Making your own teas from herbs that you’ve planted, tended, and harvested is one of the most satisfying ways to enjoy your gardening efforts. Herbs are wonderful to grow in the garden because they are easy to grow, don’t need meticulous care, and yield completely usable harvests. There are countless varieties, unlimited uses, and myriad smells, textures, and habits. Here’s a list of 10 easy- to- grow herbs that can be combined in a number of different ways to make delicious and healthy brews.
Lemon Balm – Melissa officinalis – this perennial herb is a staple for any tea garden. It grows about 24’ high and the leaves create a great base for any herbal tea. They have a delicately citrusy flavor, which lends itself well to balancing a blend. Lemon balm is relaxing and reduces anxiety, and is safe and widely used for kids. The fresh leaves make a flavorful tea, or just place a few sprigs in your water bottle. Dry the plant in bunches and hang, and use the dried leaves throughout the colder months.
Mints – Peppermint –Mentha piperita, or Spearmint - Mentha spicata – these extremely prolific and often invasive herbs love disturbed soil. Luckily for the tea lover, these strong, vigorously spreading plants make some of the best and most useful teas. Both are very high in essential oils and are extremely beneficial for the digestive tract. Mint has many healing properties, and is especially useful in blends for colds, digestive distress, and flu. Mint is often used to improve the flavor of less palatable medicinal herbs.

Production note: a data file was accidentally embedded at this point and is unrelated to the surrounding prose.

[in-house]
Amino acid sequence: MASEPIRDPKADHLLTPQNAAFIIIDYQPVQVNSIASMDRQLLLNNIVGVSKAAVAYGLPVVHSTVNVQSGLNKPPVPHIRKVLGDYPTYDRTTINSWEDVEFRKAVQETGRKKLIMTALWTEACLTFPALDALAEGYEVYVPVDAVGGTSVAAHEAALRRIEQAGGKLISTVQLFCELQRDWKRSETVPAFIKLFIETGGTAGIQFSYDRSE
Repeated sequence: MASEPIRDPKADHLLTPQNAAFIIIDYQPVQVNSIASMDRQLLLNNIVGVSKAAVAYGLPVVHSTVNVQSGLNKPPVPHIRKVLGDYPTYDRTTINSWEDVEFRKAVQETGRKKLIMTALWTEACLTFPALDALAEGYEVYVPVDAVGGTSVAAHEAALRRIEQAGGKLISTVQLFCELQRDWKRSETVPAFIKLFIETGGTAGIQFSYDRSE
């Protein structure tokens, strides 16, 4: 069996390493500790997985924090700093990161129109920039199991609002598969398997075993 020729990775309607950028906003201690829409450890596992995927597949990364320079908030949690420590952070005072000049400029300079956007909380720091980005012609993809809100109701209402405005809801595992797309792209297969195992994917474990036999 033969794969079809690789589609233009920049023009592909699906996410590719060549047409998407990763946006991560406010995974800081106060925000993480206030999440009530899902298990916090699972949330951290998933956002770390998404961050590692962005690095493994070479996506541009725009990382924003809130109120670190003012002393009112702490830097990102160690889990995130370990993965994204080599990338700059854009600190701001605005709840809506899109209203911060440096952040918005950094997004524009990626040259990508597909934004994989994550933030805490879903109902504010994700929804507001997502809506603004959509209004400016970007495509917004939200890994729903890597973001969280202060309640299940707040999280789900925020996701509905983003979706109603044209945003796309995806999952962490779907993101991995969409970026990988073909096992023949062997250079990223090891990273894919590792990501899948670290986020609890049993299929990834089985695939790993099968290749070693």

Echinacea – Echinacea purpurea – Well known for its immune enhancing properties, Echinacea is also a beautiful plant in the garden. The large, purple petaled flowers are also known as purple coneflower, and prefer full sun to partial shade. All the parts of the plant are medicinally beneficial, but in order to keep the plant returning year after year, use only the aerial parts (leaves and flowers) for teas. Snip the flowers and leaves and dry in a basket or bag. Echinacea is useful in blends for colds or flus, and to support the immune system. It has an earthy, aromatic flavor. Avoid excessive use, and it’s not reccommended for people with compromised immune systems.
Calendula – Calendula officinalis - This common garden flower is one of the most useful plants you can have. The cheerful sunny flowers make a wonderful addition to the garden and gladly reseed themselves each year. Use the petals of the flower to add color to teas, with a delicate floral flavor. Harvest the flowers before they begin to seed, and remove any spent blossoms to encourage the plant to continue blooming. Calendula is often used in blends to soothe the stomach. Topically, calendula is recommended for a number of skin irritations.
Anise Hyssop – Agastache foeniculum- Anise Hyssop combines the flavors of anise and mint, and has a pungent root beer – like aroma. All of the aerial parts can be used for teas, so ideally harvest when the flower is in full bloom and has not yet begun to fade. This beautiful perennial herb grows to about 2 -3 feet and attracts butterflies, hummingbirds, and honeybees and readily reseeds its surrounding area. Anise Hyssop supports digestion, soothes respiratory tract symptoms, and helps to lower fevers.